Kumiko Inui (Osaka, 1969) founded Inui Architects in Tokyo in 2000, after training at the Tokyo University of Arts and Yale School of Architecture. The relatively scant media attention for her work is perhaps a consequence of her self-proclaimed disinterest in developing a strong, original formal language that is recognisable. She says her buildings aspire to propose substantial – not stylistic – innovation. Inui Architects’ production comprises a range of scales and building types, often involving typically Japanese design conditions.
Tasaki Ginza (2010) is a reinterpretation for a jewellery company of the typical Tokyo flagship building that shows how Inui understands the urban role of the architectural facade. House O (2018), a sloped box hollowed by a patio and tightly wrapped in vertical siding, and House M (2018) – both located in the Japanese capital – are single-family homes that seek domestic privacy in the high-density metropolis. The Nobeoka Station Area Project in Miyazaki (2018) blurs the boundaries between the flows and other functions such as a public library, in order to anchor the station to the neighbourhood.
The best projects by Inui Architects, for instance the Kyoai Commons in Gunma (2012), a twostorey college building, show a structural grid and internal partitions limited to suggesting the outline of the functional areas without imposing them. As the inhabitants go about their activities, they clarify the functions’ extension in space, while the frequent use of transparent layers of rooms offers sight-lines of great permeability.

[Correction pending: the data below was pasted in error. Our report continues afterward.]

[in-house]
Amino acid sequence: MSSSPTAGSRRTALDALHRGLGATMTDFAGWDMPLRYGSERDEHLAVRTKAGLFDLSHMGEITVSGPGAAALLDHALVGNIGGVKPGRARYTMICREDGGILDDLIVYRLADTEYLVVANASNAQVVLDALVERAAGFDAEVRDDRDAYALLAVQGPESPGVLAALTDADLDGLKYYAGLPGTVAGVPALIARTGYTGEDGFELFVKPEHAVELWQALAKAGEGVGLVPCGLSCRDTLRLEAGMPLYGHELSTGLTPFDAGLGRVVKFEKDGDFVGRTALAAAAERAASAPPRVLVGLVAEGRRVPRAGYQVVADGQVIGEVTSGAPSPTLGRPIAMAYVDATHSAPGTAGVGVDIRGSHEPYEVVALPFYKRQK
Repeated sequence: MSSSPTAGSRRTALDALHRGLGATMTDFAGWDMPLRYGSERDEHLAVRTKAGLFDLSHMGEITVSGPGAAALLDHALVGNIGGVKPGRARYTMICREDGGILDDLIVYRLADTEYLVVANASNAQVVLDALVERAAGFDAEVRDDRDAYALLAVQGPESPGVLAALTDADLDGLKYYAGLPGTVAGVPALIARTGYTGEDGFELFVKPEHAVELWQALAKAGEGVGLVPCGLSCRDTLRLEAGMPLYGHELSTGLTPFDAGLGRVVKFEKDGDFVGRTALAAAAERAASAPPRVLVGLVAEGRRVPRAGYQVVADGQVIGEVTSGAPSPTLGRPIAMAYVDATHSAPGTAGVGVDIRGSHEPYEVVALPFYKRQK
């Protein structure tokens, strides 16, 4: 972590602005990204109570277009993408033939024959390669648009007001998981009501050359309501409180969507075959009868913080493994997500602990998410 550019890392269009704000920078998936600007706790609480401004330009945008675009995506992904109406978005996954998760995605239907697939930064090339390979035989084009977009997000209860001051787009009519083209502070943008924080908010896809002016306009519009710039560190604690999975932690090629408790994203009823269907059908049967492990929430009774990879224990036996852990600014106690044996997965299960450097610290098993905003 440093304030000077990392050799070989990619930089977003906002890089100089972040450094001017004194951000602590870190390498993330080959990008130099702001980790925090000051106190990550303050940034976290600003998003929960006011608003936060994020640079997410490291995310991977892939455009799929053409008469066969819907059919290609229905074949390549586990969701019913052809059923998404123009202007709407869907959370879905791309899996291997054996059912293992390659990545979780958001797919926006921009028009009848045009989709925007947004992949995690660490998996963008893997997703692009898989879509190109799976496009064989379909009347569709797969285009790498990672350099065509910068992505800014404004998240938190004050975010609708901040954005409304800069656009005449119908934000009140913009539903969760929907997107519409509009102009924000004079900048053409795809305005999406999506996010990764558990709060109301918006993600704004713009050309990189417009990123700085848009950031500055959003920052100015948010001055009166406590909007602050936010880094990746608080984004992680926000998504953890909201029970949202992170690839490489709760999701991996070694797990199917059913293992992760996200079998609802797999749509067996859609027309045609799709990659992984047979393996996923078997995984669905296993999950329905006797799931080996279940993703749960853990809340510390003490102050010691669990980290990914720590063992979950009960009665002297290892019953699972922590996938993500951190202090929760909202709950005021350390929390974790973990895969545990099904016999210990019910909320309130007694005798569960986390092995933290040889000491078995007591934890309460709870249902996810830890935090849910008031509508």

In 2012, the firm was one of the four participants of the Japanese pavilion at the Venice Architecture Biennale, with an exhibit titled “Architecture in the Wake of Disaster” directed by Toyo Ito and the winner of a Golden Lion. It was the first chapter in a ten-year exploration of post-tsunami reconstruction, concretised in the ossuary for victims of the Great East Earthquake of Otuchi (2017) and the school complex for Iwate (2018).